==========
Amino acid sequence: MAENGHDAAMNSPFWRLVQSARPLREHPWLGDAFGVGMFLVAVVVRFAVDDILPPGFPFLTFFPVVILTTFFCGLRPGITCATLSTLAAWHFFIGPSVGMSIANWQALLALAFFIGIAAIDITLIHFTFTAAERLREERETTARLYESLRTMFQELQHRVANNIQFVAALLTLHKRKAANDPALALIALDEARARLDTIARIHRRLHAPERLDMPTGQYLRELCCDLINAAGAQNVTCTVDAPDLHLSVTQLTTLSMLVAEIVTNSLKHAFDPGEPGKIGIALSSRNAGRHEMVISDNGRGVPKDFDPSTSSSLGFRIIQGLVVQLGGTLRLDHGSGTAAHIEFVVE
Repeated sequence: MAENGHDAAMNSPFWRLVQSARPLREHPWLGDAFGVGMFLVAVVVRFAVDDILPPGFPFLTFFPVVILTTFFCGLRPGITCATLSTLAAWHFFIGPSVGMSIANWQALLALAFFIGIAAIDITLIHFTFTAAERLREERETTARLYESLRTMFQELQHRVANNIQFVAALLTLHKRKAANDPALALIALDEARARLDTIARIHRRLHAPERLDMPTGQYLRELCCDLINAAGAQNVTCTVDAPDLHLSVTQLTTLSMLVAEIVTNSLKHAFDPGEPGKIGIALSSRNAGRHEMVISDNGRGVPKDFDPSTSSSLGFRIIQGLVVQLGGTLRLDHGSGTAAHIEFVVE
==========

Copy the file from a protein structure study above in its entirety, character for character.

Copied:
Amino acid sequence: MAENGHDAAMNSPFWRLVQSARPLREHPWLGDAFGVGMFLVAVVVRFAVDDILPPGFPFLTFFPVVILTTFFCGLRPGITCATLSTLAAWHFFIGPSVGMSIANWQALLALAFFIGIAAIDITLIHFTFTAAERLREERETTARLYESLRTMFQELQHRVANNIQFVAALLTLHKRKAANDPALALIALDEARARLDTIARIHRRLHAPERLDMPTGQYLRELCCDLINAAGAQNVTCTVDAPDLHLSVTQLTTLSMLVAEIVTNSLKHAFDPGEPGKIGIALSSRNAGRHEMVISDNGRGVPKDFDPSTSSSLGFRIIQGLVVQLGGTLRLDHGSGTAAHIEFVVE
Repeated sequence: MAENGHDAAMNSPFWRLVQSARPLREHPWLGDAFGVGMFLVAVVVRFAVDDILPPGFPFLTFFPVVILTTFFCGLRPGITCATLSTLAAWHFFIGPSVGMSIANWQALLALAFFIGIAAIDITLIHFTFTAAERLREERETTARLYESLRTMFQELQHRVANNIQFVAALLTLHKRKAANDPALALIALDEARARLDTIARIHRRLHAPERLDMPTGQYLRELCCDLINAAGAQNVTCTVDAPDLHLSVTQLTTLSMLVAEIVTNSLKHAFDPGEPGKIGIALSSRNAGRHEMVISDNGRGVPKDFDPSTSSSLGFRIIQGLVVQLGGTLRLDHGSGTAAHIEFVVE